Contributed by Jordan Cheyne
The Quebec races are just difficult enough to bring the sport’s very best to the fore while still providing intensely tactical and nail biting finales. This year’s field boasted stars ranging from classics specialists Sagan, Chavanel and Van Avermaet to Grand Tour contenders like Evans, Contador and Chris Froome. Looking down the start list there were dozens of men with the pedigree to win one of these Canadian classics. But who would be the champions in 2013? Only 400km and 6500m of elevation through urban Quebec could answer that question.
Grand Prix Cycliste de Quebec: 202km
The punchy and undulating circuit through Quebec City is as demanding as it is historic. Each 12.6km circuit is highlighted by a 3-part stair step climb from the banks of the St. Lawrence river all the way up to the finish line on the Grand Allée in the centre of Old Quebec. The first effective breakaway of the day slipped away very early and consisted of just 3 riders: Tiago Machado of Radioshack-Trek, Valerio Agnoli of Astana and Peio Bilbao of Euskatel.
The early 3 man break
Movistar and Cannondale had everything under control back in the peloton.
Cannondale and Movistar quietly controlled the field until, with 7 laps remaining, BMC started the fireworks and launched an impressive 3-man attack in pursuit of the day’s break. Movistar, Astana and Katusha also sent a rider with this powerful chase group, which quickly reeled in the 3 leaders. The BMC riders, including superstar Tejay Van Garderen, recognized their tactical advantage and threw themselves into the move, putting pressure on every other team in the race.
BMC certainly lit up the race with this move.
Lampre-Merida, Saxo-Tinkoff and Cannondale all contributed to a searing 40km chase that tore the field apart at speeds averaging 47kmh. The unrelenting work by Cannondale finally brought back the move with just over 3 laps to go. The field reacted with perfect timing, immediately serving up another flurry of attacks and a new 5-man breakaway for the boys in lime green to chase.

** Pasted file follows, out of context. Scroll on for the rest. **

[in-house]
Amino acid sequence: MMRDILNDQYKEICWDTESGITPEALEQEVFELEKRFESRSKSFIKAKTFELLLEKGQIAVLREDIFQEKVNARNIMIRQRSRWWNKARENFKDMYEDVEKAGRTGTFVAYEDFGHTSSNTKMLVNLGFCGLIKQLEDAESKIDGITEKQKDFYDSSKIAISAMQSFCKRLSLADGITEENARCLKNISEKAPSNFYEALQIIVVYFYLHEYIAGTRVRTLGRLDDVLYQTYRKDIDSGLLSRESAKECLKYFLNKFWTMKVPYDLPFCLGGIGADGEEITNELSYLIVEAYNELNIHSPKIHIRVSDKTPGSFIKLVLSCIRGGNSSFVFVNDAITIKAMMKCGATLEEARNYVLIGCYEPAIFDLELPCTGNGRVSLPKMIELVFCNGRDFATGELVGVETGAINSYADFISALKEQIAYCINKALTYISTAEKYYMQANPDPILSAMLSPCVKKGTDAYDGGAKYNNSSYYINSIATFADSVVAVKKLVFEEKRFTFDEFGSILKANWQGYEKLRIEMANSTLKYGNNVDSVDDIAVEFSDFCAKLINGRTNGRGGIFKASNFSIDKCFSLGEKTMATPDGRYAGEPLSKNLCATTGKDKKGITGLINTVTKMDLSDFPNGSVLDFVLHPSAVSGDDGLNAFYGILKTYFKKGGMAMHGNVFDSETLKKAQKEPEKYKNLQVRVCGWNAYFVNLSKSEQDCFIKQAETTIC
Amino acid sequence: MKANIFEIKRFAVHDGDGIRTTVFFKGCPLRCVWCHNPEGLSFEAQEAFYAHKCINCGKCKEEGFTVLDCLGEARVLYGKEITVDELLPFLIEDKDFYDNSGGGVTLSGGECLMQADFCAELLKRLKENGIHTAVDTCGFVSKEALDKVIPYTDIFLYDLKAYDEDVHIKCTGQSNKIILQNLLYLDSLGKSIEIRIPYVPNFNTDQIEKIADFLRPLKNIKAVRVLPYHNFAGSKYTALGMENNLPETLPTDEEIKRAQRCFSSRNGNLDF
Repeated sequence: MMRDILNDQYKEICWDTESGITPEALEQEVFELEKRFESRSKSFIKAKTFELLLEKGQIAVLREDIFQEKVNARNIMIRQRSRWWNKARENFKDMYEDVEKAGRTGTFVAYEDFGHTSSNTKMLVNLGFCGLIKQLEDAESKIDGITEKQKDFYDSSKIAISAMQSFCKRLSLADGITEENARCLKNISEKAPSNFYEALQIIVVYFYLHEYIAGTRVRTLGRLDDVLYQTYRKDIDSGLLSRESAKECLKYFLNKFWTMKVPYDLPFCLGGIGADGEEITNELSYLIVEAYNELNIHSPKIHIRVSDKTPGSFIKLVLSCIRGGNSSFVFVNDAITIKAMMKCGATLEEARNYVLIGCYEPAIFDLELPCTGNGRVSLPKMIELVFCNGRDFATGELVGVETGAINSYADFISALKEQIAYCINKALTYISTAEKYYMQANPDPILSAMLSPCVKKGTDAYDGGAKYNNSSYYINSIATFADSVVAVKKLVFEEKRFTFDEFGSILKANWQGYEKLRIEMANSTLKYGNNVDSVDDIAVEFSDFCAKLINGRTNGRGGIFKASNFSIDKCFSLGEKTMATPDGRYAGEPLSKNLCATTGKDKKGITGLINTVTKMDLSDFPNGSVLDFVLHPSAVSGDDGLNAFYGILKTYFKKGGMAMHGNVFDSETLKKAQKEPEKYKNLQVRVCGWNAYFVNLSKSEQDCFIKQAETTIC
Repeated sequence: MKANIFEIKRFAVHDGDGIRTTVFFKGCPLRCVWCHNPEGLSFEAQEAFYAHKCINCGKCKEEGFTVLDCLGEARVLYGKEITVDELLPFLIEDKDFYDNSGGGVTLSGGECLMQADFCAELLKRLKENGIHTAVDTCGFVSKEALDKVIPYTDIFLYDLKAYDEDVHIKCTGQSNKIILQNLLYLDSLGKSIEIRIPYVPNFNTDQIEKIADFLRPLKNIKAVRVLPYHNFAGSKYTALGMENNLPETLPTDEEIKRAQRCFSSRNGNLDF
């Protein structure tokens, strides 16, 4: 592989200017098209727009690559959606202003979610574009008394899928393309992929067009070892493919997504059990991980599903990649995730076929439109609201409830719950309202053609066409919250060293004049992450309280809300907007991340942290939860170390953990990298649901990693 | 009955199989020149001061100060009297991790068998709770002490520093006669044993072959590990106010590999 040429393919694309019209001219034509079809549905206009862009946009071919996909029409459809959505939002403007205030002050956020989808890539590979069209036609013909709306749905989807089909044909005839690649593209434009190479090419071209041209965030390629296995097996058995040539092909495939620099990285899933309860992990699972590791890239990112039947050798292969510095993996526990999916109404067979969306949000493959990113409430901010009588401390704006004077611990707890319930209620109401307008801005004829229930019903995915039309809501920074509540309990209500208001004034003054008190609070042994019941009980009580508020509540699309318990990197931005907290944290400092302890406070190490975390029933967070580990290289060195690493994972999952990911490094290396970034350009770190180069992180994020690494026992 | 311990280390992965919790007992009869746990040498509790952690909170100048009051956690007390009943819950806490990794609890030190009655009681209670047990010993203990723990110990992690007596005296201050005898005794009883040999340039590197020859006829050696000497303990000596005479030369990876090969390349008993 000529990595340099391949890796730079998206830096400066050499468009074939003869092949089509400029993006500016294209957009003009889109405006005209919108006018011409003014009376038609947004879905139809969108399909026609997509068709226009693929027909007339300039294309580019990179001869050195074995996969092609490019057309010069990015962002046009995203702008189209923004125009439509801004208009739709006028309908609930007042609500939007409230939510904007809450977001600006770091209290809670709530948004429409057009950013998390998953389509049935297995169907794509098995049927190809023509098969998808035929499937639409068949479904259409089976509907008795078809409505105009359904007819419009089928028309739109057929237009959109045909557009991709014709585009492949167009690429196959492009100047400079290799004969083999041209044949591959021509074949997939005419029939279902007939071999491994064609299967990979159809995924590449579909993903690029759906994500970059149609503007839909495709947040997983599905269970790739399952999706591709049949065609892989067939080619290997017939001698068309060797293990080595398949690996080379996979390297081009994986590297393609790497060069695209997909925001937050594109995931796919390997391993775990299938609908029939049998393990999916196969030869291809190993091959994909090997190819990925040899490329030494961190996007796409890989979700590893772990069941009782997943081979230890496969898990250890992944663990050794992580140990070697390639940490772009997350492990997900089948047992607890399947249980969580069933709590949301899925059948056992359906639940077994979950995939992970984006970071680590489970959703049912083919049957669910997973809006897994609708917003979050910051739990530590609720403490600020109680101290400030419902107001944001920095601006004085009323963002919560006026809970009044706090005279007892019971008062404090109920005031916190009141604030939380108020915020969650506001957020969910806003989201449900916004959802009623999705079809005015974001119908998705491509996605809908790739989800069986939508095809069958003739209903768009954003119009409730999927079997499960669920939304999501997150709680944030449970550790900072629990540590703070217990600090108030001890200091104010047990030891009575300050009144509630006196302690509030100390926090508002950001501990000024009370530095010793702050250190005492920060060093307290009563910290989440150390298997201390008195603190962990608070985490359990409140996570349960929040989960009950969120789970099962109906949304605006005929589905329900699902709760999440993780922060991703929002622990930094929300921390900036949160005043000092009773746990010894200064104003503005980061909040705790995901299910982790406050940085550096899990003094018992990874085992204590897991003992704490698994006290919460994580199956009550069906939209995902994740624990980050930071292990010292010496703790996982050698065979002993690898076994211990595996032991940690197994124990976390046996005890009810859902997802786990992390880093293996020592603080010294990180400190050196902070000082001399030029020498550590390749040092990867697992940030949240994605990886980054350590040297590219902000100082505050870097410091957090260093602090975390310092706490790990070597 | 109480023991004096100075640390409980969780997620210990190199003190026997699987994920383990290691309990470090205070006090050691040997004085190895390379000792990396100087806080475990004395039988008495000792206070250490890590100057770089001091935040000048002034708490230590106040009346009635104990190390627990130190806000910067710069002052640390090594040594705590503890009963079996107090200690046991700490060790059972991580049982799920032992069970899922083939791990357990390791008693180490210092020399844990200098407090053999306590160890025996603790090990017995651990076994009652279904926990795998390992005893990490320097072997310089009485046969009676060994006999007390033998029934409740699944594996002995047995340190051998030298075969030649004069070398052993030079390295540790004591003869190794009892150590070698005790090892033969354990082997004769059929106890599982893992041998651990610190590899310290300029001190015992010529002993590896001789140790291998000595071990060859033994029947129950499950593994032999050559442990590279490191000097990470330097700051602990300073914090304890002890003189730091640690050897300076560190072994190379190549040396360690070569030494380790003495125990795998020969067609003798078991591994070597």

Cannondale were clearly on a mission for their leader Peter Sagan and they held a steady grip on the break and brought it back with 20km remaining. On the final lap Canadian headliner Ryder Hesjedal attacked savagely on the Col de la Montagne, keeping his chain on the big ring all the way up the 13% ramp. On the second “stair step” of the climb, the Col de la Potasse, Nikki Terpstra (Omega-Pharma-Quickstep) made a decidedly more powerful move and flew past Hesjedal to take a 30 second gap on the obviously fatigued main field.
With Terpstra within reach, Sagan tipped his cards early and detonated the race with 3km still to climb to the finish. BMC’s Greg Van Amermaet volleyed back on the Polasse and the pair joined Terpstra. Sagan looked positively pouty after this development and refused to pull the group. With less than a kilometer remaining an elite group of 8 chasers joined the leading trio. Out of nowhere Robert Gesink burst to the front and led out the sprint past the fading pair. The crowd roared and Gesink bore down on the finish line to hold off his exhausted rivals for a fantastic win. French champion Arthur Vichot crossed the line second just ahead of Van Avermaet while a beleaguered Sagan freewheeled in for 10th.
Grand Prix Cycliste de Québec Results:
1 Robert Gesink (Ned) Belkin Pro Cycling Team 4:58:13
2 Arthur Vichot (Fra) FDJ.fr
3 Greg Van Avermaet (Bel) BMC Racing Team
4 Fabian Wegmann (Ger) Garmin-Sharp
5 Rui Alberto Faria Da Costa (Por) Movistar Team
6 Niki Terpstra (Ned) Omega Pharma-Quick Step
7 Tom Jelte Slagter (Ned) Belkin Pro Cycling Team